Hillary (documentary series)

If journalism is the “first rough draft of history”, the analysis piece that runs a little after the newsmen have gone home might be said to be its second draft. Television has developed its own variation on this latter idea with series that offer testimony from those who were there during major events yet have had time to reflect, an approach much used by the BBC. Hillary, one of the highlights of the recent Sky Documentaries launch, takes a similar approach. Nanette Burstein’s four-part series draws on campaign footage from the 2016 presidential election, and features Hillary Clinton reflecting on what’s been, by any standards, an eventful life. Streaming via Now TV in the UK, and available via Hulu in the US


Hollywood (drama)

Created by Ryan Murphy (GleePose), Hollywood looks back at Tinseltown’s golden age in the wake of the Second World War. Its focus is largely on those struggling to make it in an unforgiving town and there’s much here about just how far people will go to find success. In the case of Jack Castello (David Corenswet), for example, this means working as a male escort as he searches around for a break as an actor. A drama that mixes in real-life characters, and often shows them in a less than flattering light, but is perhaps in the end nevertheless too glossy for its own good. Streaming now on Netflix in the UK and US


Horrible Histories: The Movie – Rotten Romans (film)

In a movie spin-off from the successful books and CBBC series, we’re transported back to Roman times. More specifically, the film takes place circa AD 54, a year when Boudicca was stirring up unrest in England against Roman rule. This is bad news for scrawny Roman centurion, Atti (Sebastian Croft), who’s not really cut out for the military life. The gags – and the gross-out facts – come less thick and fast than in the small-screen version, but this is still huge fun. A starry cast includes Kim Cattrall and, a neat gag, Derek Jacobi reprising one of his most famous roles, as Claudius. Now available on Amazon Prime in the UK

The Hunters (series)

It’s 1977 in New York City and, in a big-budget series inspired by the work of real-life Nazi hunters, it seems the USA has a problem with fascism. More specifically, in part thanks to the real-life Operation Paperclip, under which top German scientists were covertly brought to the USA at the end of the Second World War, Nazis have settled Stateside and are dreaming of a Fourth Reich. Cue clever young Jewish maths whiz Jonah Heidelbaum (Logan Lerman) finding his way to concentration camp survivor Meyer Offerman (Al Pacino), who it turns out is leading a decidedly motley band trying to track down war criminals. Now available on Amazon Prime in the UK and US


I Am Not Your Negro (documentary)

When he died, James Baldwin (1924–87) left behind the unfinished manuscript and notes for Remember This House. This was his personal memoir of Malcolm X, Martin Luther King Jr and the less-celebrated Medgar Evers, who was gunned down by a segregationist in Jackson, Mississippi in 1963. Raoul Peck’s Academy Award-nominated documentary (2016) uses Baldwin’s words, narrated by Samuel L Jackson, to take us back to some of the most vivid and dangerous years of the civil rights struggle. The documentary also serves another important function, to remind us that Baldwin was a figure whose meditations on racism and American history still carry huge weight today. Now streaming on Amazon in the US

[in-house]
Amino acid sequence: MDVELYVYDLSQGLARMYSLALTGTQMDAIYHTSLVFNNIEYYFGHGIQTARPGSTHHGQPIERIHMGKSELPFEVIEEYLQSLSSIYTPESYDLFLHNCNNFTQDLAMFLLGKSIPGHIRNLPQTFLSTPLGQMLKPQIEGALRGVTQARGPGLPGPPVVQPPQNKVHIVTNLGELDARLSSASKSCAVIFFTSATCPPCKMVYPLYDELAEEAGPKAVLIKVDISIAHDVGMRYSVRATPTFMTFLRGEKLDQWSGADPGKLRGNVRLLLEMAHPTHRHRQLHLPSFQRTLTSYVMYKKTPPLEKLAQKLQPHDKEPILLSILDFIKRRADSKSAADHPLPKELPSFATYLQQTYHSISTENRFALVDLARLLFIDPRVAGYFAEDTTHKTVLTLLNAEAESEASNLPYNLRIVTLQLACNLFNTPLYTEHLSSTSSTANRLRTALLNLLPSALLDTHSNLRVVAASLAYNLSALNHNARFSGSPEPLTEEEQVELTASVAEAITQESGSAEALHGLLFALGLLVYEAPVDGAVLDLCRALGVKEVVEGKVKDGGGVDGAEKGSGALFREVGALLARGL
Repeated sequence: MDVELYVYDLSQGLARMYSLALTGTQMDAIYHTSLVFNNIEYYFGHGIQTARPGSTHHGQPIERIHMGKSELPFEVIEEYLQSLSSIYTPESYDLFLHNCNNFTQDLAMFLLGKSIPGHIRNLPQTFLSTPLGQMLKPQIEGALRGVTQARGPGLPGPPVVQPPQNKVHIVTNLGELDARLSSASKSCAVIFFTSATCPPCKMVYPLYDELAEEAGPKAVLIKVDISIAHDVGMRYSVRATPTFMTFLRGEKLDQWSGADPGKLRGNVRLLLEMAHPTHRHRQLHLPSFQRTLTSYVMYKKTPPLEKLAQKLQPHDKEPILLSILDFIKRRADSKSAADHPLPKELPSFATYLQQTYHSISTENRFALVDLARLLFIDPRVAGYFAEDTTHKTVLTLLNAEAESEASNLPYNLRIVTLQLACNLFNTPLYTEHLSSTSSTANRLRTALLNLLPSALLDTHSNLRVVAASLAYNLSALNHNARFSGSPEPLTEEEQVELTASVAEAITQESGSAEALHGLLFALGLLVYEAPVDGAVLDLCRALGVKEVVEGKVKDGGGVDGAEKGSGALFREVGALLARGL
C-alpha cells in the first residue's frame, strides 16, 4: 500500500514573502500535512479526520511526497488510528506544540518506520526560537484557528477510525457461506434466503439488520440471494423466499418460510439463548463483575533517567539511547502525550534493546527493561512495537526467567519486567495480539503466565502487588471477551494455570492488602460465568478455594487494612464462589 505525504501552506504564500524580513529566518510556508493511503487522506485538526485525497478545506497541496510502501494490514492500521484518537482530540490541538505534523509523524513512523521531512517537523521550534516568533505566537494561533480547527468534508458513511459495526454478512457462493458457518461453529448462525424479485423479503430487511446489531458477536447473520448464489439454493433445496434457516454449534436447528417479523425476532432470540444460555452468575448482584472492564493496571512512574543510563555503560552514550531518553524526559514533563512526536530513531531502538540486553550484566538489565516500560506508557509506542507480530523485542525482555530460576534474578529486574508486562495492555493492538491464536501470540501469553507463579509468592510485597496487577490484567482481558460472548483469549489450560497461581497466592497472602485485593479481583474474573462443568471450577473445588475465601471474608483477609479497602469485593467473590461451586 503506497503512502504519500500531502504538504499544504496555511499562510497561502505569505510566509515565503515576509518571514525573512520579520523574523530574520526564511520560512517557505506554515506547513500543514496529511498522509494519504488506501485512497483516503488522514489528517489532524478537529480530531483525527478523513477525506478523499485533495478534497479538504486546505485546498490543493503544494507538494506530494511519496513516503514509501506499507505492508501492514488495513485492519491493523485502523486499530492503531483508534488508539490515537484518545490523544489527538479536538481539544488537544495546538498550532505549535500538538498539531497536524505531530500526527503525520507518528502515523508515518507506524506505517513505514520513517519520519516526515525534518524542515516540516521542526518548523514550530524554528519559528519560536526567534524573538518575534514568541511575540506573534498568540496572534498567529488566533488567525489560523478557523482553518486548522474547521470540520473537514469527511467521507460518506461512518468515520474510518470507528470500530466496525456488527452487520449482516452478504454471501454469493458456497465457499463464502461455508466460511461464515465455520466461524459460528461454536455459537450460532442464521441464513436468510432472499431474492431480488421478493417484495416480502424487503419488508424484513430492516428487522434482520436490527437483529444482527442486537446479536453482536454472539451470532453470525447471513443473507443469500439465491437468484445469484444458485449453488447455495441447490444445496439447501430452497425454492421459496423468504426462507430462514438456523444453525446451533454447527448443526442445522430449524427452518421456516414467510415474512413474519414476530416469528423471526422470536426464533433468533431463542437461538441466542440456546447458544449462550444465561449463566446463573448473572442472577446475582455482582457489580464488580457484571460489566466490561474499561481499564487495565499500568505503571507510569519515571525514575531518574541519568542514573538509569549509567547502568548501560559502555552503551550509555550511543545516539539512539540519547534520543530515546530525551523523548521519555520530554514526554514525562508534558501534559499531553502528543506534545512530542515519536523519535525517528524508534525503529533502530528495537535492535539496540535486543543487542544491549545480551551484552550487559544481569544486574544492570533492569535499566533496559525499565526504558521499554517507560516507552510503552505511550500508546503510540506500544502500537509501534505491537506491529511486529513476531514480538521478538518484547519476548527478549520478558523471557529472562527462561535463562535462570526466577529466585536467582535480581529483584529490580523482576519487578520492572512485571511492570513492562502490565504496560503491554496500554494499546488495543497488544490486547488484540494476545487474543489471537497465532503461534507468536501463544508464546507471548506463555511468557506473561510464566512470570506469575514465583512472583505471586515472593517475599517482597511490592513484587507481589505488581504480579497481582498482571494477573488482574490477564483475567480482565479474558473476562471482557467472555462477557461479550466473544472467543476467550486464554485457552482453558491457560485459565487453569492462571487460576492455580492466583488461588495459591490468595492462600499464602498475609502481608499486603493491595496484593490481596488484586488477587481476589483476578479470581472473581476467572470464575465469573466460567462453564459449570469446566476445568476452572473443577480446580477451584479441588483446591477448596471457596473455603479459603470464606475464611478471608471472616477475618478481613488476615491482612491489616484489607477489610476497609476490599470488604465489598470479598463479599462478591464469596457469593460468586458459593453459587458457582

The Irishman (Netflix original film)

Considering its three-hour-plus running time, it may help to put aside a couple of evenings for Martin Scorsese’s innovative gangster epic, which utilises digital technology to de-age stars Robert De Niro, Al Pacino, and Joe Pesci. Based on I Heard You Paint Houses by Charles Brandt, it follows the life of Frank Sheeran (1920–2003), a corrupt union official with links to organised crime who, towards the end of his life, claimed to have murdered Teamster leader Jimmy Hoffa (1913–75) – a disputed claim, it’s worth noting. A self-referencing salute to Scorsese’s own cinematic past? Maybe, but a vital, compelling drama nonetheless. Now streaming on Netflix in the UK and US

John Adams (series)

Adapted from historian David McCullough’s Pulitzer Prize-winning biography, John Adams chronicles the political life of the founding father and second president of the US. The life of Adams (1735–1826) was eventful, yet by telling its story over seven episodes, there’s plenty of time for the series (from 2008) to explore the deeper currents of his life. Paul Giamatti stars as Adams, Laura Linney as his wife, Abigail. There are some inaccuracies, yet John Adams never takes too many liberties with the historical record and its sheer quality was reflected in a haul of 13 Emmy Awards. Now streaming on Amazon Prime/HBO in the US


Kingdom (series)

As a supernatural thriller based on a web-comic series – and with a plot based around the idea of a mysterious plague – you would hesitate to call Kingdom a historical drama per se. Nevertheless, it’s fascinating for the way it explores Korea’s story in the late 16th century, when the Japanese invaded the peninsula. Expect gore, as its 18-certificate suggests. Season two debuts on 13 March. Now streaming on Netflix in the UK and US

The Last Kingdom (series) 

He’s lost his name and home, but the man who says he no longer sees himself Uhtred of Bebbanburg isn’t one to let this hold him back. Instead, as the action-drama based on Bernard Cornwell’s Saxon Stories novels returns for a fourth series, warrior Uhtred (Alexander Dreymon) is once again at the centre of the action as, in the wake of King Alfred’s death, Viking invaders once again threaten the kingdoms that will eventually make up England. Sieges and bloody battles ensue. Returning characters include Uhtred’s frenemy and sometime lover Brida (Emily Cox), holy man Beocca(Ian Hart) and Arthur’s daughter, Aethelflaed (Millie Brady). Now streaming on Netflix in the UK and US

Read the real history behind The Last Kingdom, plus a recap of what happened in seasons 1–3, here.


The Lost City of Z (film)